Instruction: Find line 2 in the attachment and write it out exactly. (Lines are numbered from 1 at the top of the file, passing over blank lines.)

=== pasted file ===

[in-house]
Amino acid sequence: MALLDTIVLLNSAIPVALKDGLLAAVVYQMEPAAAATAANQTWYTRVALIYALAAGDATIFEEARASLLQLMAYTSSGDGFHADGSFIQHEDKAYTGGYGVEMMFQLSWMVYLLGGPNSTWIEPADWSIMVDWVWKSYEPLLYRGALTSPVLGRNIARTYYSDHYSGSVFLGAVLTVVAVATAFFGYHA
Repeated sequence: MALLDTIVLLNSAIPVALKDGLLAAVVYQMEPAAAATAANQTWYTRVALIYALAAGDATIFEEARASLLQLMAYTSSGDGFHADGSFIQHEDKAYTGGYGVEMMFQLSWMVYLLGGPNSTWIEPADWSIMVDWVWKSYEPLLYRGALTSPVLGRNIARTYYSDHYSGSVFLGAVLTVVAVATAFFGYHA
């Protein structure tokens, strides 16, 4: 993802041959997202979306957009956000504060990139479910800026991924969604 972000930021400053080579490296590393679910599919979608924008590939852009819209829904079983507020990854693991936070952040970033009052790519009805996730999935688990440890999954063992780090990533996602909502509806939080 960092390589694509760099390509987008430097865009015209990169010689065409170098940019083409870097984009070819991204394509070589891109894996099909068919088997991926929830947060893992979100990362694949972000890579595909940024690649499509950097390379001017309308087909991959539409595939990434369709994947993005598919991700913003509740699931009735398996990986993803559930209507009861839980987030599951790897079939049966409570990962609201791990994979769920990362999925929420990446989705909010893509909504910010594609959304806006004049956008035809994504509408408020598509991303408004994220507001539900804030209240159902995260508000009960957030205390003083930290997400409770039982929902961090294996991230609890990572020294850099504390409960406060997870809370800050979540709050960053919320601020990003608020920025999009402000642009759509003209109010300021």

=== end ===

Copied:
Amino acid sequence: MALLDTIVLLNSAIPVALKDGLLAAVVYQMEPAAAATAANQTWYTRVALIYALAAGDATIFEEARASLLQLMAYTSSGDGFHADGSFIQHEDKAYTGGYGVEMMFQLSWMVYLLGGPNSTWIEPADWSIMVDWVWKSYEPLLYRGALTSPVLGRNIARTYYSDHYSGSVFLGAVLTVVAVATAFFGYHA